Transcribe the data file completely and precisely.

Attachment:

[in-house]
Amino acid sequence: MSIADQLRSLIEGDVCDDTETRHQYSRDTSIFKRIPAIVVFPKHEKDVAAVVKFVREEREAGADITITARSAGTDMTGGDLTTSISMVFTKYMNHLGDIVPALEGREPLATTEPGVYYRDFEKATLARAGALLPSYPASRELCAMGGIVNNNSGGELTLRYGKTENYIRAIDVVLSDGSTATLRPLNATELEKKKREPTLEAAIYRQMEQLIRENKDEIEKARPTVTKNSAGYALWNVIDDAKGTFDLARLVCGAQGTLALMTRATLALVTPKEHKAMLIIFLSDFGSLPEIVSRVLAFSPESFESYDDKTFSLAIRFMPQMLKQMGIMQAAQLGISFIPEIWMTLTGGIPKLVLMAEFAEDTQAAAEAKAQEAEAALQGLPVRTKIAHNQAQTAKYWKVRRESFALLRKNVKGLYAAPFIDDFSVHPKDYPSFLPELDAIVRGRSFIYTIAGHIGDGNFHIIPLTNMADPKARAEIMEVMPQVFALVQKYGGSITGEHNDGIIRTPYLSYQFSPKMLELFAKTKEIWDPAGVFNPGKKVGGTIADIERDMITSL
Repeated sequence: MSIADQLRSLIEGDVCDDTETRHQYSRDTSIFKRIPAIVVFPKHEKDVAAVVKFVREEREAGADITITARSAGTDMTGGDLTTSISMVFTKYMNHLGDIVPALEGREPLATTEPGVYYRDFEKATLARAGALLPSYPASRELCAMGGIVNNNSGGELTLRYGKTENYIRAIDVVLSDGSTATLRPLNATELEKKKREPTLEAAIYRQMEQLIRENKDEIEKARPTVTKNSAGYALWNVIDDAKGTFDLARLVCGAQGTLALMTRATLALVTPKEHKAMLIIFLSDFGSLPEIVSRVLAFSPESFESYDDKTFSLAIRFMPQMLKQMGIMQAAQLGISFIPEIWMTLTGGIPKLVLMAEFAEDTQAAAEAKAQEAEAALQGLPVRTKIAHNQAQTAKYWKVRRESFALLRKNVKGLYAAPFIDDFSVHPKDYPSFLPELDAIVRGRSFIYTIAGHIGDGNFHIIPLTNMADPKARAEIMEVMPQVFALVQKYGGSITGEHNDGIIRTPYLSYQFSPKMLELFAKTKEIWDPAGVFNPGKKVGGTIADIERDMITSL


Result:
[in-house]
Amino acid sequence: MSIADQLRSLIEGDVCDDTETRHQYSRDTSIFKRIPAIVVFPKHEKDVAAVVKFVREEREAGADITITARSAGTDMTGGDLTTSISMVFTKYMNHLGDIVPALEGREPLATTEPGVYYRDFEKATLARAGALLPSYPASRELCAMGGIVNNNSGGELTLRYGKTENYIRAIDVVLSDGSTATLRPLNATELEKKKREPTLEAAIYRQMEQLIRENKDEIEKARPTVTKNSAGYALWNVIDDAKGTFDLARLVCGAQGTLALMTRATLALVTPKEHKAMLIIFLSDFGSLPEIVSRVLAFSPESFESYDDKTFSLAIRFMPQMLKQMGIMQAAQLGISFIPEIWMTLTGGIPKLVLMAEFAEDTQAAAEAKAQEAEAALQGLPVRTKIAHNQAQTAKYWKVRRESFALLRKNVKGLYAAPFIDDFSVHPKDYPSFLPELDAIVRGRSFIYTIAGHIGDGNFHIIPLTNMADPKARAEIMEVMPQVFALVQKYGGSITGEHNDGIIRTPYLSYQFSPKMLELFAKTKEIWDPAGVFNPGKKVGGTIADIERDMITSL
Repeated sequence: MSIADQLRSLIEGDVCDDTETRHQYSRDTSIFKRIPAIVVFPKHEKDVAAVVKFVREEREAGADITITARSAGTDMTGGDLTTSISMVFTKYMNHLGDIVPALEGREPLATTEPGVYYRDFEKATLARAGALLPSYPASRELCAMGGIVNNNSGGELTLRYGKTENYIRAIDVVLSDGSTATLRPLNATELEKKKREPTLEAAIYRQMEQLIRENKDEIEKARPTVTKNSAGYALWNVIDDAKGTFDLARLVCGAQGTLALMTRATLALVTPKEHKAMLIIFLSDFGSLPEIVSRVLAFSPESFESYDDKTFSLAIRFMPQMLKQMGIMQAAQLGISFIPEIWMTLTGGIPKLVLMAEFAEDTQAAAEAKAQEAEAALQGLPVRTKIAHNQAQTAKYWKVRRESFALLRKNVKGLYAAPFIDDFSVHPKDYPSFLPELDAIVRGRSFIYTIAGHIGDGNFHIIPLTNMADPKARAEIMEVMPQVFALVQKYGGSITGEHNDGIIRTPYLSYQFSPKMLELFAKTKEIWDPAGVFNPGKKVGGTIADIERDMITSL